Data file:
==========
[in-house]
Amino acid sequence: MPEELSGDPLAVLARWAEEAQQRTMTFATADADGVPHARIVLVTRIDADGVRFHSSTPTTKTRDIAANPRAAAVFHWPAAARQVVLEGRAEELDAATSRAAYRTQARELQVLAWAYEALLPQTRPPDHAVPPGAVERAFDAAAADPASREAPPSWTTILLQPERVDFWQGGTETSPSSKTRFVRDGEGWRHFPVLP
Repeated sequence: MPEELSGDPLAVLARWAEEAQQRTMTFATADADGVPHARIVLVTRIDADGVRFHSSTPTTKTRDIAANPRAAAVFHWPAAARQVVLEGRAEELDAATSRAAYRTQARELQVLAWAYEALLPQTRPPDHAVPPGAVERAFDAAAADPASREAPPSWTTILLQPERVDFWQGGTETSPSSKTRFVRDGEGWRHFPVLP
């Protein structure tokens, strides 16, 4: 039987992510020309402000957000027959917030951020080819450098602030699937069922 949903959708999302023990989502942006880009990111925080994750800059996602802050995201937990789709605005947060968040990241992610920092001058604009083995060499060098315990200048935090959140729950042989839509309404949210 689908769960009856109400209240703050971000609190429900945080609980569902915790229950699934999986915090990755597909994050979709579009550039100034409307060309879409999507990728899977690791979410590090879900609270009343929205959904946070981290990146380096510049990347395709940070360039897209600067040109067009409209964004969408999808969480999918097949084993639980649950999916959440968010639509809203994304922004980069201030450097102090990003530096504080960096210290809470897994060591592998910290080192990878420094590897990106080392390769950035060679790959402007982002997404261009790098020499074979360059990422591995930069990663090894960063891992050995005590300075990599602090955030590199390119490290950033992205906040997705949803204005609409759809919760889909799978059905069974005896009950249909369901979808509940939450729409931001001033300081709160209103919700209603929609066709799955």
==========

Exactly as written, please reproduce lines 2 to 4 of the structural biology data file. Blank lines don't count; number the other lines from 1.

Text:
Amino acid sequence: MPEELSGDPLAVLARWAEEAQQRTMTFATADADGVPHARIVLVTRIDADGVRFHSSTPTTKTRDIAANPRAAAVFHWPAAARQVVLEGRAEELDAATSRAAYRTQARELQVLAWAYEALLPQTRPPDHAVPPGAVERAFDAAAADPASREAPPSWTTILLQPERVDFWQGGTETSPSSKTRFVRDGEGWRHFPVLP
Repeated sequence: MPEELSGDPLAVLARWAEEAQQRTMTFATADADGVPHARIVLVTRIDADGVRFHSSTPTTKTRDIAANPRAAAVFHWPAAARQVVLEGRAEELDAATSRAAYRTQARELQVLAWAYEALLPQTRPPDHAVPPGAVERAFDAAAADPASREAPPSWTTILLQPERVDFWQGGTETSPSSKTRFVRDGEGWRHFPVLP
């Protein structure tokens, strides 16, 4: 039987992510020309402000957000027959917030951020080819450098602030699937069922 949903959708999302023990989502942006880009990111925080994750800059996602802050995201937990789709605005947060968040990241992610920092001058604009083995060499060098315990200048935090959140729950042989839509309404949210 689908769960009856109400209240703050971000609190429900945080609980569902915790229950699934999986915090990755597909994050979709579009550039100034409307060309879409999507990728899977690791979410590090879900609270009343929205959904946070981290990146380096510049990347395709940070360039897209600067040109067009409209964004969408999808969480999918097949084993639980649950999916959440968010639509809203994304922004980069201030450097102090990003530096504080960096210290809470897994060591592998910290080192990878420094590897990106080392390769950035060679790959402007982002997404261009790098020499074979360059990422591995930069990663090894960063891992050995005590300075990599602090955030590199390119490290950033992205906040997705949803204005609409759809919760889909799978059905069974005896009950249909369901979808509940939450729409931001001033300081709160209103919700209603929609066709799955």